takes a break from politics to assess the MLB Hall for Fame ballot for the committee looking at modern era players previously overlooked by the writers in the regular ballot.
As many readers know, apart from forecasting the outcomes
of political elections, we also annual make predictions for the Major League
Baseball Hall of Fame. We’ll be back in
a couple of weeks with those predictions for the voting now underway for the
regular ballot, to be announced on January 24, 2023.
But later today (Sunday, December 4) at 8 PM Eastern, we will hear
the outcome of the Contemporary Baseball Era Committee’s deliberations. This is a group comprised of eight Hall
of Famers, six baseball executives, and three members of the Baseball Writers
Association of America (BWAA). They are
considering – or better stated, reconsidering – the candidacies of eight
players from 1980 on who did not get elected in their years on the regular
ballot conducted by the BWAA.
We’re not going to predict what the committee will decide,
but we will give our point of view on which of the eight players are
HOF-worthy. And what a
collection of players! Albert
Belle, Barry Bonds, Roger Clemens, Don
Mattingly, Fred McGriff, Dale Murphy, Rafael Palmiero and Curt Schilling – just
about all of them evoke extremely strong
emotions, save perhaps McGriff. Bonds
and Clemens are reviled as the poster children of the Steroids Era, with their wildly inflated stats, weirdly shaped later-years’ bodies and generally loathsome personalities. Palmiero, who tested positive just days after
lying his way through memorable finger-wagging denials before a Congressional
committee, is not far behind. Schilling
and Belle, while not caught up in the performance enhancing drug (PED)
scandals, are still two of the most despised players ever to don a uniform. On the other hand, Mattingly and Murphy are
among the most deified players of the modern era, lifers with the Yankees and Atlanta, respectively, while McGriff, who played with distinction for six teams, is certainly highly
respected. The failure of the first five
to make the HOF in the regular ballot was not exactly bemoaned, whereas the
exclusion of the latter three is still viewed as an injustice by their legion of
Now readers of our past Hall of Fame
articles know that we take a dim view of players linked with PEDs. Our position is
simple. Many people incorrectly believe
that steroids were legal during the now infamous “Steroids Era,” and therefore we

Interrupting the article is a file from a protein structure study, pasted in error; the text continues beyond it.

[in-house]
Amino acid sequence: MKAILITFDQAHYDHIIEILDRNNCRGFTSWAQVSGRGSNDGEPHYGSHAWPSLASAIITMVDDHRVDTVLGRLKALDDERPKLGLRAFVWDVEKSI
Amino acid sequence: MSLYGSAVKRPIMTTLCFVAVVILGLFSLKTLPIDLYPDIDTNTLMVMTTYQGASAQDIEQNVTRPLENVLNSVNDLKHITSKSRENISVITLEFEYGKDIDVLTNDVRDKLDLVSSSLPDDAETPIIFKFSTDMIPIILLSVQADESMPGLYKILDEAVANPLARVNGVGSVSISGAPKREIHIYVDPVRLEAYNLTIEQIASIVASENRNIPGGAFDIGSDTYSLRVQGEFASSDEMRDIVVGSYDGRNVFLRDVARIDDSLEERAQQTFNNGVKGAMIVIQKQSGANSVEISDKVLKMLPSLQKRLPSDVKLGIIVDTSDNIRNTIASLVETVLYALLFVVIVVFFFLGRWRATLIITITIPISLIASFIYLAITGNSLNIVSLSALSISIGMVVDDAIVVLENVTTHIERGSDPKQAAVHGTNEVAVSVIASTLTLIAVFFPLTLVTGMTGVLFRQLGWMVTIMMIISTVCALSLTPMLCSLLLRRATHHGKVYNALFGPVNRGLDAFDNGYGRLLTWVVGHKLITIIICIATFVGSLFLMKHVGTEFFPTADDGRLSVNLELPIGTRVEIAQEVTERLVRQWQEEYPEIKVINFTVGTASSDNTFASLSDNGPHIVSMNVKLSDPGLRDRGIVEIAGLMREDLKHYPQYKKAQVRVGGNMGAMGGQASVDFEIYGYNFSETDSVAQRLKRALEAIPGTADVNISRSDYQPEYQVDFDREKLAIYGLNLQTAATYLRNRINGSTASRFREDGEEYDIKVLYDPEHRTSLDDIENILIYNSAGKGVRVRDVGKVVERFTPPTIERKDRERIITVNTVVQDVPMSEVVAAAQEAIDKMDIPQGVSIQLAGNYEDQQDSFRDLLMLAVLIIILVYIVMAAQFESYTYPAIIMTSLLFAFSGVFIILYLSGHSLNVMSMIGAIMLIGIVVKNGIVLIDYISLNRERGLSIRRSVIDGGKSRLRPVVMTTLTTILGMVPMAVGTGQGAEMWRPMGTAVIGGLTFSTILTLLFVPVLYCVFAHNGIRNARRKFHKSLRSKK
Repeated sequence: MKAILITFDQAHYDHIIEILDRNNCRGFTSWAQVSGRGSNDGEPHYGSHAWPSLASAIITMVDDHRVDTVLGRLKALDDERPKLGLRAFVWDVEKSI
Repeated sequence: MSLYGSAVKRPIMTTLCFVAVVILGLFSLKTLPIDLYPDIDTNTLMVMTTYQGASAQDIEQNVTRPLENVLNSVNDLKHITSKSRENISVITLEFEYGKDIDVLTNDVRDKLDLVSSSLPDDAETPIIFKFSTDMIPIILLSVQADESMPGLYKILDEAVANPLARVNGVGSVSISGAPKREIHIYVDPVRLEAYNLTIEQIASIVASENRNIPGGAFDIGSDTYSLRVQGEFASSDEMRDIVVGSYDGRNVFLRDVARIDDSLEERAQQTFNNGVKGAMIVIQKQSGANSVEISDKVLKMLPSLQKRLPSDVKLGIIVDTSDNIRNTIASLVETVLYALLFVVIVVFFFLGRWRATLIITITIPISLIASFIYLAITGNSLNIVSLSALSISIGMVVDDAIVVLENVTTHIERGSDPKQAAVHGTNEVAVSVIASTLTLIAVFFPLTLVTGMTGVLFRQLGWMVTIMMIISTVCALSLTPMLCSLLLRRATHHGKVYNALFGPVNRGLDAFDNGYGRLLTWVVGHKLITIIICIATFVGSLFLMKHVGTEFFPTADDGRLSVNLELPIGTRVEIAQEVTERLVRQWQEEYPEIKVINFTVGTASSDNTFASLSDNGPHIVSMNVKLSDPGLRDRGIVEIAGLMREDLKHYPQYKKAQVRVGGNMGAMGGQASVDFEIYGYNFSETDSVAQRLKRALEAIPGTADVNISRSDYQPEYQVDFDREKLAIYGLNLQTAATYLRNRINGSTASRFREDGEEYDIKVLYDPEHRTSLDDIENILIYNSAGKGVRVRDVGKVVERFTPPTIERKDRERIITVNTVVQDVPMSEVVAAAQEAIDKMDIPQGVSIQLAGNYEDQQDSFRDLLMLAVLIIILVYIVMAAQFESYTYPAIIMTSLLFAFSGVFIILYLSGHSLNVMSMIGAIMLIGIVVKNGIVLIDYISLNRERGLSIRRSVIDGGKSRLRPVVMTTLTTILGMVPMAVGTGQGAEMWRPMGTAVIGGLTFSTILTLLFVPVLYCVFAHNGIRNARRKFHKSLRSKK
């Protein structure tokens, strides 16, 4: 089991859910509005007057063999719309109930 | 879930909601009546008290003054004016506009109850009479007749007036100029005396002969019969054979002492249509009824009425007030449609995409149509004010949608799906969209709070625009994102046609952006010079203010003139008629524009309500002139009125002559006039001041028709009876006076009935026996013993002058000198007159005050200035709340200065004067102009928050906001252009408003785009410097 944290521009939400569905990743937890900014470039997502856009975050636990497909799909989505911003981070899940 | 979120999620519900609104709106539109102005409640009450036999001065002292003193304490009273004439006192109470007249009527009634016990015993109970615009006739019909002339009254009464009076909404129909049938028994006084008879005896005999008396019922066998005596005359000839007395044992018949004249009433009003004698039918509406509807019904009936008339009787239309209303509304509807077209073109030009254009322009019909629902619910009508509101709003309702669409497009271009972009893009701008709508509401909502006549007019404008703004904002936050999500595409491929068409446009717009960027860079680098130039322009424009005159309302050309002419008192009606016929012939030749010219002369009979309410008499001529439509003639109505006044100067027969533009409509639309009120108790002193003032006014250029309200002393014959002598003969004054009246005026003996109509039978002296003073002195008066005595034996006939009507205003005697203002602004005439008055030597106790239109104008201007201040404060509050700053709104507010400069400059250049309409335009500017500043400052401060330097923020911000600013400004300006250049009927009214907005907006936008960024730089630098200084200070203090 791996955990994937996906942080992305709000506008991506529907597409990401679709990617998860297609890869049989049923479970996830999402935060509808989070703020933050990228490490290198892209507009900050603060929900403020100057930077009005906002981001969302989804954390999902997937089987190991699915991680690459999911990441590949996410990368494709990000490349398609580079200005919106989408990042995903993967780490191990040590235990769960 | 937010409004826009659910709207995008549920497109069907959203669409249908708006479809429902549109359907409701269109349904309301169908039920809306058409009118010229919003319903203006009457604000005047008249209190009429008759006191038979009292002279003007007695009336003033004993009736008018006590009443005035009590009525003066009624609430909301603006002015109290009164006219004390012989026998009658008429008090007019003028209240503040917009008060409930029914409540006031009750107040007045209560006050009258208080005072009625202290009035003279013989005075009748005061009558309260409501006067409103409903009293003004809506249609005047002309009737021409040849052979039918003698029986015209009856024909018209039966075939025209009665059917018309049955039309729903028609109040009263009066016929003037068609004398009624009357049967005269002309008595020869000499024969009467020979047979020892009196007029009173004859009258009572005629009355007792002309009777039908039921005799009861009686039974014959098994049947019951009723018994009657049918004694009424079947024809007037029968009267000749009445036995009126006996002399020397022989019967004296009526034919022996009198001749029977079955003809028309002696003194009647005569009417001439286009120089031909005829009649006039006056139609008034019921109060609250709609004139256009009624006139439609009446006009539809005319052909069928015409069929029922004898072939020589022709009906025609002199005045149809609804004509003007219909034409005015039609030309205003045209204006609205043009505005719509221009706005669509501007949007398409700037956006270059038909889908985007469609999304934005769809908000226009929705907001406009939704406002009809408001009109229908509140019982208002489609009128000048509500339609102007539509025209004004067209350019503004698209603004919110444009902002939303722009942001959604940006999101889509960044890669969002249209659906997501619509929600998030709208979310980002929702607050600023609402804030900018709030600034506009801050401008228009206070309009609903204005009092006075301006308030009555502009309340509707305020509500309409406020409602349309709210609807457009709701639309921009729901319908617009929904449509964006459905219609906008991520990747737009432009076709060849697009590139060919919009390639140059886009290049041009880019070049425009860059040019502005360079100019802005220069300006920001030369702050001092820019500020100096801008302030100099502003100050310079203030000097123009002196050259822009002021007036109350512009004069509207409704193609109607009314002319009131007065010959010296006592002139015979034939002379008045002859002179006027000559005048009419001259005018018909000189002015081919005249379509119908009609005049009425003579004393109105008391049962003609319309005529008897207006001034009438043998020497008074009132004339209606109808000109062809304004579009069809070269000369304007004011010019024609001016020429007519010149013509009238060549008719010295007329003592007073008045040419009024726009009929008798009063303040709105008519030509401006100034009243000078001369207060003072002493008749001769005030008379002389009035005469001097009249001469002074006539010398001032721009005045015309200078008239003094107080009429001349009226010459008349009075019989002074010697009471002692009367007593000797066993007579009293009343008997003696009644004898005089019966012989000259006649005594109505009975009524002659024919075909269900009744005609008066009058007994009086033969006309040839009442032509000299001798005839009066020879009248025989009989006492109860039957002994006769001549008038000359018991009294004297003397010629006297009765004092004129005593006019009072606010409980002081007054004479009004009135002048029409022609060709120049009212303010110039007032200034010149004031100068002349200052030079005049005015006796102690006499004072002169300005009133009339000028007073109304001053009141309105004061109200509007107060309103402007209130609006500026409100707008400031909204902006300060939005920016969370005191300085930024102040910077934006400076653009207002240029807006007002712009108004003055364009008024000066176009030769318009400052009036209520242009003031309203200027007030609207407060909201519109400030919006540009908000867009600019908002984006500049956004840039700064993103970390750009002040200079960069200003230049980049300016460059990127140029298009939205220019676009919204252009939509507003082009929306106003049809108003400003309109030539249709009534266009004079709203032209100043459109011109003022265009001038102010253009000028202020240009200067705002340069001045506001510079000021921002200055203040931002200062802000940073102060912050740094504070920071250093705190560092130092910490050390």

should not punish Mark McGwire, Sammy Sosa and others for taking them. But that is simply false. In 1991, then Commissioner Fay Vincent banned
the use of illegal substances, specifically including steroids. The problem was that baseball could not come
to agreement on an enforcement mechanism until over a decade later, when a random,
mandatory testing program was launched in 2003.
But that does not mean the PEDs guys did nothing wrong – of course they
did, they violated an outright ban.
So, we stipulate at the outset that we
believe that Bonds, Clemens and Palmiero were all known PED users and should
not receive a spot in the hallowed HOF. It matters not that they may have been
non-users for significant portions of their careers, and even played at Hall of
Fame levels in those “clean” years. For
years on end, they violated a rule that sought to protect the fairness and integrity
of the game, thereby achieving an advantage over rule-abiding players, and distorting
the statistics that are part of the fabric of the game. Their statistics and achievements are
tainted, and they disgraced the game in ways that still – obviously – resonate
to this day. There is no serious
discussion (which is a shame) of clawing back their awards, their
championship rings, their multi-millions, or rejecting (or at least noting) their
tainted stats. But we can deny them the
highest honor in the game. Indeed, that
would seem to be the least we can do.
Enough of them, good riddance. That said, the discussion comes
down to the other five, whom we analyze below.
To arrive at our conclusions, we use
the following analytic methodology. We compare each player to Hall
of Famers at his position across a number of key
statistics, both traditional (hits, homers, RBI’s and batting average) and
non-traditional (OPS+ and WAR). We show the average statistics for
comparison groups, by position. So we will compare, say, Mattingly
and McGriff to first basemen who are in these four groups:
· The “Top Half” of first basemen enshrined in the
HOF (using WAR to guide the rankings)
· The “Average” of all HOF first basemen
· The “Lower Half” of the first basemen in the HOF
· The “Next Ten,” the ten first basemen who have
the highest WARs among those who are not in the HOF.
The last two groups define “borderline”
candidates. Our general feeling is that to be worthy of the HOF, a
candidate must be better on most of those statistics, and at least as good on the others, than the last two
groups. That is the main cut.
But we also give some consideration to how many All-Star teams a player
was named to, and how many times a player was in the Top 10 in MVP or Cy Young
voting. And postseason play can certainly be a factor as
well. We try to keep it all completely objective, not letting
personalities get in the way, as, we believe has happened with players such as
Jeff Kent, who was, in our view, Hall-worthy, but was and is despised by sportswriters and
has yet to make it in the regular voting.
Our headline view is that McGriff and Schilling are HOF-worthy,
but Belle, Mattingly and Murphy fall a bit short.